Gorts looking forward to Ulster campaign
By Brendan McTaggart
After being put to the sword in the closing stages of the decider, Gort na Móna Captain Padraig McHugh was a relieved man when we caught up with him on the Armoy pitch: “They put it up to us so they did but the lads dug in and battled hard in defence. The conditions there are awful, they may not seem too bad on the side line but there’s parts of the pitch that are seriously cut up, slippery and mucky but we got over the line and we’re back into the Intermediate and I believe that’s where we belong.”
McHugh paid tribute to the Gort defence for their defiance in the face of the Glenarm onslaught during the dying moments of the junior final: “The lads showed a bit of character towards the end and the defence was immense. We were defending for our lives in there and there was people putting their bodies on the line so fair play to the lads for showing that commitment to the Gort shirt.”
Some had questioned the Gorts for dropping into the junior championship but as McHugh told us, the Turf Lodge side have been struggling: “We’ve had a lot of guys that have left through immigration with work and stuff. We’re a small dual club and we’re battling against the tide in west Belfast. We’ve got St John’s and Rossa around us and there’s some players that we’ve brought up that have ended up at St John’s or Rossa which is a bit hard to take for a small club with those two right beside us but that’s us back where we belong.
“We definitely needed this. Hurling was struggling, down in numbers and hopefully this gives the young lads the belief that they can be part of something special at Gort na Móna.”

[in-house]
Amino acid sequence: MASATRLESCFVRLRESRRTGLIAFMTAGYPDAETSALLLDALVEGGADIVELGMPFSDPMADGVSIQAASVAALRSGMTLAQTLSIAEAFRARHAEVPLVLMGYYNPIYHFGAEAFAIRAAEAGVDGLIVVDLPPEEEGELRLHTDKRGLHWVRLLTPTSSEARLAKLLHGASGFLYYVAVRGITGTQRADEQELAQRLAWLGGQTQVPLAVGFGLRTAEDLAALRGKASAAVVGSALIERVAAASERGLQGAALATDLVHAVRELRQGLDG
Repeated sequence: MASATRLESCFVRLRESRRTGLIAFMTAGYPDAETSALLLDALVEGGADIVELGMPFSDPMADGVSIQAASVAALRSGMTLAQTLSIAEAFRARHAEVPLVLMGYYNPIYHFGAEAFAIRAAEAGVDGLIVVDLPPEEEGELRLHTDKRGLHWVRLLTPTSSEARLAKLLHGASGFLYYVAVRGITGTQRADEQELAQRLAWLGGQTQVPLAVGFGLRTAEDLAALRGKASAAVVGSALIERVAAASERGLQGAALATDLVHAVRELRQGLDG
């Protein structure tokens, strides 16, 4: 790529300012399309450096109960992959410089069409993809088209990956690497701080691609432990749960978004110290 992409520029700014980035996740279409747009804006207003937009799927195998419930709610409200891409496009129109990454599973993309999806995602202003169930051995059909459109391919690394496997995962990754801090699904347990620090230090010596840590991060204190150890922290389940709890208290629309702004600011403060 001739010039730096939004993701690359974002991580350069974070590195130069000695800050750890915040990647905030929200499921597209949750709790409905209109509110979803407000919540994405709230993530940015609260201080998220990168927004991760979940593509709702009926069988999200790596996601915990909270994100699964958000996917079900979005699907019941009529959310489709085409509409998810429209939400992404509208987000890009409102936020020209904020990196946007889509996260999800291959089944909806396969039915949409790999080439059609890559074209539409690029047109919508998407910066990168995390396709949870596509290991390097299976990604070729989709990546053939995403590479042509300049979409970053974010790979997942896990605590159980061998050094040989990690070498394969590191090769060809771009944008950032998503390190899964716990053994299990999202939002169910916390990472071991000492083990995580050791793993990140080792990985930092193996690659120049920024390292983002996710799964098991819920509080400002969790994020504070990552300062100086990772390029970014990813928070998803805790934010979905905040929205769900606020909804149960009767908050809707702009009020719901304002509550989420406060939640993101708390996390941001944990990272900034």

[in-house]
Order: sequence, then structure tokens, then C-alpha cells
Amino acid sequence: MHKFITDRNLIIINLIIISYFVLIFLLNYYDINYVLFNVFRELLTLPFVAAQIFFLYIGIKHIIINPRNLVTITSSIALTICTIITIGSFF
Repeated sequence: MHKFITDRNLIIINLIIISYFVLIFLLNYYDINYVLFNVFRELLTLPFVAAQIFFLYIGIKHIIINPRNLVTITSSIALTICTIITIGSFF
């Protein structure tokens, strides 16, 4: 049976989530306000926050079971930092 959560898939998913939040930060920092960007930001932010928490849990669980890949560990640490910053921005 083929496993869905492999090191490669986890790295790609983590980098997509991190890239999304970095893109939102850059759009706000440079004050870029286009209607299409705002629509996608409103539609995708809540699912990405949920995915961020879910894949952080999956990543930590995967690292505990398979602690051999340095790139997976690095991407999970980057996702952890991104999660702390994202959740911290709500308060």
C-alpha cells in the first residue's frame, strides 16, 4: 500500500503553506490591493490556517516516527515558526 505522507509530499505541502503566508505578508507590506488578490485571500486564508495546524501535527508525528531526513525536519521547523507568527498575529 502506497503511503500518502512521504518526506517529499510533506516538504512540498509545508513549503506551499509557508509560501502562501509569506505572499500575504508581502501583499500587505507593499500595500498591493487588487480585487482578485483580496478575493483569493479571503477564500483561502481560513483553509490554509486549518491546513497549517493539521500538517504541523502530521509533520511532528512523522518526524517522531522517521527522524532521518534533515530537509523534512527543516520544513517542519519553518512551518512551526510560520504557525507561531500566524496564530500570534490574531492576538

The conditions played a major role in the outcome of the final and the Gorts Captain told us that they are capable of more but they have their eyes fixed on a run in the Ulster championship: “We never really got out of second gear to be honest. We’re a lot better than that but not making excuses, the conditions were terrible but we’re over the line and it’s all about Ulster now.
“It’s nine years since we had an Ulster campaign, we won the Ulster Intermediate nine years ago and that’s a long time for a lot of those lads out there. We’ve been battling against the tide with the clubs around us and being a small club, alternating between the codes on a Wednesday and Sunday. If you pick up injuries you’re in trouble so it’s good to have some reward for all the years of work that these lads have put in.”
McDermott hopeful for the future
By Brendan McTaggart
Team Captain Brendan McDermott was the picture of devastation as he left the Armoy pitch on Saturday afternoon. No-one likes doing the interview after a defeat and after a final loss it’s more sickening but the Glenarm man gave us his thoughts before leading his team back to the changing rooms.
The Glenarm half forward bemoaned his sides slow start to the match: “It seems to be our way. We don’t get out of the blocks in the first half. We didn’t even get out of the blocks until the last ten minutes of the match and everyone seemed to want it that wee bit more.”
His side almost completely a remarkable comeback in the closing stages, getting to within two points of the Gorts after trailing by ten points but McDermott paid tribute to the Turf Lodge men when he added: “We just ran out of time and fair play to Gort na Mona for holding out in the end.”
Despite playing second fiddle to the Gorts for large periods of the first half, only three points separated the sides at the interval with the elements in Glenarm’s favour in the second half. McDermott told us that the occasion may have gotten to his side in the second half: “We weren’t even thinking on the breeze at half time. To be honest, it’s a really young side we have there and nerves played a major part for a lot of these lads. It seemed to be that it took over some of the young boys but look, it is what it is and I wish Gort na Móna all the best in Ulster but I wish it was us.”
Glenarm’s search and wait for junior honours continues but McDermott told us that Saturday will hopefully be used as a stepping stone for this young side: “It’s all about stepping blocks for us. This is a very young side and even next year there should be a crop coming up from the minors into the seniors next year and that’s something to look forward to.”